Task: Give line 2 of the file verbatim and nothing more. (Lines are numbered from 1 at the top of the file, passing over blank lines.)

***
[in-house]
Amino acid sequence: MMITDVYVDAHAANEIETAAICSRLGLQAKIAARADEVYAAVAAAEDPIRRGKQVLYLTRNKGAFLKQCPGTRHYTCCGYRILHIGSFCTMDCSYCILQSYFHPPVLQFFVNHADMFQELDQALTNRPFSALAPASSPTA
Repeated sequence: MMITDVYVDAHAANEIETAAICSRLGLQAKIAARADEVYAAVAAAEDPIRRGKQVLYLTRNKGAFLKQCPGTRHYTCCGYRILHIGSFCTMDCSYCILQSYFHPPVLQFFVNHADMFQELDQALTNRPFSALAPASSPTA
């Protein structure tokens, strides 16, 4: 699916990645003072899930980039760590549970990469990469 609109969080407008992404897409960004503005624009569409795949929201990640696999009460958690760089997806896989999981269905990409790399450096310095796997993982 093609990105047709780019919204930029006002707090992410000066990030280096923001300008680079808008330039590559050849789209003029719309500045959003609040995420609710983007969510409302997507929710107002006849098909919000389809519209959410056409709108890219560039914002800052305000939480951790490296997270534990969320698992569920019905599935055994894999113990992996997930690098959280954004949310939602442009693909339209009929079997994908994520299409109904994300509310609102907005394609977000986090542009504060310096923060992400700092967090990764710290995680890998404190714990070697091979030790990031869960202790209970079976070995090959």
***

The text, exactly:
Amino acid sequence: MMITDVYVDAHAANEIETAAICSRLGLQAKIAARADEVYAAVAAAEDPIRRGKQVLYLTRNKGAFLKQCPGTRHYTCCGYRILHIGSFCTMDCSYCILQSYFHPPVLQFFVNHADMFQELDQALTNRPFSALAPASSPTA